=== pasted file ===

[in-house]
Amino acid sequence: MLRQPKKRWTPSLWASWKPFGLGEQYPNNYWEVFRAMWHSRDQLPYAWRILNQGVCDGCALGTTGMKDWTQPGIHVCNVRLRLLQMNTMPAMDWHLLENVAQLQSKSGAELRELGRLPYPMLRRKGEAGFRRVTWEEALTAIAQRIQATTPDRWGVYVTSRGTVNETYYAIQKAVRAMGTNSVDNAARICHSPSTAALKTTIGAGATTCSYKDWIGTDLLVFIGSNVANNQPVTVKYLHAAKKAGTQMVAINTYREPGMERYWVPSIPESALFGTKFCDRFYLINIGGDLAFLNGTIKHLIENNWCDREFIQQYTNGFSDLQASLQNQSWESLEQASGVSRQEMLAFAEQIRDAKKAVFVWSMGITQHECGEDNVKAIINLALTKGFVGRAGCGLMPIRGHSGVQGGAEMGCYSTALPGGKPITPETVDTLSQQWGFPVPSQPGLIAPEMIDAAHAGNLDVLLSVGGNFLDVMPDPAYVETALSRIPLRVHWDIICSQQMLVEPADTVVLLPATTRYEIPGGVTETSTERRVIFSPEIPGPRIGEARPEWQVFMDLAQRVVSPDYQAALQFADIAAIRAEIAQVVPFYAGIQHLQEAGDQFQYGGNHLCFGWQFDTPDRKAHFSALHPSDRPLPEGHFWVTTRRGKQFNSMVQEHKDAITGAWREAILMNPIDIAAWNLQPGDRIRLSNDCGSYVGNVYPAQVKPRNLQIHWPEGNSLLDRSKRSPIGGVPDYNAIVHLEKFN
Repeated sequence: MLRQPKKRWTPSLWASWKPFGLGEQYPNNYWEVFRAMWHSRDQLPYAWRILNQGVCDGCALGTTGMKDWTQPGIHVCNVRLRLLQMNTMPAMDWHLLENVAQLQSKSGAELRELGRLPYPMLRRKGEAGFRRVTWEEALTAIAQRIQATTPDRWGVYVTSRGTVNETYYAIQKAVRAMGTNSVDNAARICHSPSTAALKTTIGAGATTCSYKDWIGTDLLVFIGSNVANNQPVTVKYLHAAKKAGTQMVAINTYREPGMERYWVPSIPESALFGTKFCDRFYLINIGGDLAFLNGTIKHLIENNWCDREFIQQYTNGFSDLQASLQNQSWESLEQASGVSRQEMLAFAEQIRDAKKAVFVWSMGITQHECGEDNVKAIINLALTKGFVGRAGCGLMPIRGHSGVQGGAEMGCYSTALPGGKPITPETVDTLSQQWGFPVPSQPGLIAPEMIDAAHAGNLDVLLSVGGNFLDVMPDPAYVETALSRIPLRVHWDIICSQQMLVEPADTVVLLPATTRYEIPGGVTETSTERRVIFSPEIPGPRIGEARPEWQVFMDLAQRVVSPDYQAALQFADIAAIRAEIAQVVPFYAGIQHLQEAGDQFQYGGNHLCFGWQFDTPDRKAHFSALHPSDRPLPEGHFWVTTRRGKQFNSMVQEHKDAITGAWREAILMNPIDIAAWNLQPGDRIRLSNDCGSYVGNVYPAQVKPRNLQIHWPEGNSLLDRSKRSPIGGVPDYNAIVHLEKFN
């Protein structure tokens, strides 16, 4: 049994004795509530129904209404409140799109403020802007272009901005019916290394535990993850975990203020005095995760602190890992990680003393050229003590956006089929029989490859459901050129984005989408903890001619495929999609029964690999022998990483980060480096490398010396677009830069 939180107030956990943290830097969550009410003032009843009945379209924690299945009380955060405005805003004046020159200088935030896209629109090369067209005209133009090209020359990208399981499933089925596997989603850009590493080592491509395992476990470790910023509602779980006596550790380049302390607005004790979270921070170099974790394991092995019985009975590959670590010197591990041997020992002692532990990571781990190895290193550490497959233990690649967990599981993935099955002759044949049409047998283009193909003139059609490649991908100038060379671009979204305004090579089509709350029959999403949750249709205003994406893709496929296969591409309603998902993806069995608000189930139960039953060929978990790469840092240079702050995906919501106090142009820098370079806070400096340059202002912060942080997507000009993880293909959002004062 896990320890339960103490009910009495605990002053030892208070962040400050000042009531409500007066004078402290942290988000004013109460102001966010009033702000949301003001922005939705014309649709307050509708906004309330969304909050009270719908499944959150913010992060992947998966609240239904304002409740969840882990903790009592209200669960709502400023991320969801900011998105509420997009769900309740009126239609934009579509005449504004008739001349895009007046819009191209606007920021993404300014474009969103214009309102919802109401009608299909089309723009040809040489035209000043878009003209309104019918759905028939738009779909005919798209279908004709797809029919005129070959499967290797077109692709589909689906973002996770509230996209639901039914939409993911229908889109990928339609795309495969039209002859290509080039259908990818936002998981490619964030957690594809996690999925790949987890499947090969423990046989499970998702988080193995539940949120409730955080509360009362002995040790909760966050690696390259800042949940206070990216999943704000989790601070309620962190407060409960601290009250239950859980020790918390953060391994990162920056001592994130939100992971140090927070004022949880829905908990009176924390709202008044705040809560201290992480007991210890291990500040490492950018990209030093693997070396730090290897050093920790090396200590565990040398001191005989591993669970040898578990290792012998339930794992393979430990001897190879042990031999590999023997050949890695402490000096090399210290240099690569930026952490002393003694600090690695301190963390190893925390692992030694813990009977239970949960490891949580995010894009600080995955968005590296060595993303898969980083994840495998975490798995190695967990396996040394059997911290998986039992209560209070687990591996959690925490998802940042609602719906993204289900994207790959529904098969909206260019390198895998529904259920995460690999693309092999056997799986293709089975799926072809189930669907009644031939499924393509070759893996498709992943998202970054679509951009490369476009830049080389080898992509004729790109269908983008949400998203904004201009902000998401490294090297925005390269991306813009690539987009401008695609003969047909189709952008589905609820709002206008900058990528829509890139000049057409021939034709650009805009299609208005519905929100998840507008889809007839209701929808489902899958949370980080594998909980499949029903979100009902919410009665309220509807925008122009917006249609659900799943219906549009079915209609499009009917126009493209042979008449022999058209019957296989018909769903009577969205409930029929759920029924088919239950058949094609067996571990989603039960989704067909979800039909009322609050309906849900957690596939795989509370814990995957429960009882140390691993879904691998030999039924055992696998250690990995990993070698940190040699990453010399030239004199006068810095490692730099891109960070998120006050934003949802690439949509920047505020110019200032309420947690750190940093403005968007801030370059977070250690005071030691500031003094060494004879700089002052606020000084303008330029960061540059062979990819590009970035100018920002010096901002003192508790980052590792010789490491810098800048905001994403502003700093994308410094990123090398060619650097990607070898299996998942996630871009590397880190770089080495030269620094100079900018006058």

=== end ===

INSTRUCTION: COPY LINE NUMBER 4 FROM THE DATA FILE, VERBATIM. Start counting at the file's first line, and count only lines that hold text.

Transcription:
């Protein structure tokens, strides 16, 4: 049994004795509530129904209404409140799109403020802007272009901005019916290394535990993850975990203020005095995760602190890992990680003393050229003590956006089929029989490859459901050129984005989408903890001619495929999609029964690999022998990483980060480096490398010396677009830069 939180107030956990943290830097969550009410003032009843009945379209924690299945009380955060405005805003004046020159200088935030896209629109090369067209005209133009090209020359990208399981499933089925596997989603850009590493080592491509395992476990470790910023509602779980006596550790380049302390607005004790979270921070170099974790394991092995019985009975590959670590010197591990041997020992002692532990990571781990190895290193550490497959233990690649967990599981993935099955002759044949049409047998283009193909003139059609490649991908100038060379671009979204305004090579089509709350029959999403949750249709205003994406893709496929296969591409309603998902993806069995608000189930139960039953060929978990790469840092240079702050995906919501106090142009820098370079806070400096340059202002912060942080997507000009993880293909959002004062 896990320890339960103490009910009495605990002053030892208070962040400050000042009531409500007066004078402290942290988000004013109460102001966010009033702000949301003001922005939705014309649709307050509708906004309330969304909050009270719908499944959150913010992060992947998966609240239904304002409740969840882990903790009592209200669960709502400023991320969801900011998105509420997009769900309740009126239609934009579509005449504004008739001349895009007046819009191209606007920021993404300014474009969103214009309102919802109401009608299909089309723009040809040489035209000043878009003209309104019918759905028939738009779909005919798209279908004709797809029919005129070959499967290797077109692709589909689906973002996770509230996209639901039914939409993911229908889109990928339609795309495969039209002859290509080039259908990818936002998981490619964030957690594809996690999925790949987890499947090969423990046989499970998702988080193995539940949120409730955080509360009362002995040790909760966050690696390259800042949940206070990216999943704000989790601070309620962190407060409960601290009250239950859980020790918390953060391994990162920056001592994130939100992971140090927070004022949880829905908990009176924390709202008044705040809560201290992480007991210890291990500040490492950018990209030093693997070396730090290897050093920790090396200590565990040398001191005989591993669970040898578990290792012998339930794992393979430990001897190879042990031999590999023997050949890695402490000096090399210290240099690569930026952490002393003694600090690695301190963390190893925390692992030694813990009977239970949960490891949580995010894009600080995955968005590296060595993303898969980083994840495998975490798995190695967990396996040394059997911290998986039992209560209070687990591996959690925490998802940042609602719906993204289900994207790959529904098969909206260019390198895998529904259920995460690999693309092999056997799986293709089975799926072809189930669907009644031939499924393509070759893996498709992943998202970054679509951009490369476009830049080389080898992509004729790109269908983008949400998203904004201009902000998401490294090297925005390269991306813009690539987009401008695609003969047909189709952008589905609820709002206008900058990528829509890139000049057409021939034709650009805009299609208005519905929100998840507008889809007839209701929808489902899958949370980080594998909980499949029903979100009902919410009665309220509807925008122009917006249609659900799943219906549009079915209609499009009917126009493209042979008449022999058209019957296989018909769903009577969205409930029929759920029924088919239950058949094609067996571990989603039960989704067909979800039909009322609050309906849900957690596939795989509370814990995957429960009882140390691993879904691998030999039924055992696998250690990995990993070698940190040699990453010399030239004199006068810095490692730099891109960070998120006050934003949802690439949509920047505020110019200032309420947690750190940093403005968007801030370059977070250690005071030691500031003094060494004879700089002052606020000084303008330029960061540059062979990819590009970035100018920002010096901002003192508790980052590792010789490491810098800048905001994403502003700093994308410094990123090398060619650097990607070898299996998942996630871009590397880190770089080495030269620094100079900018006058």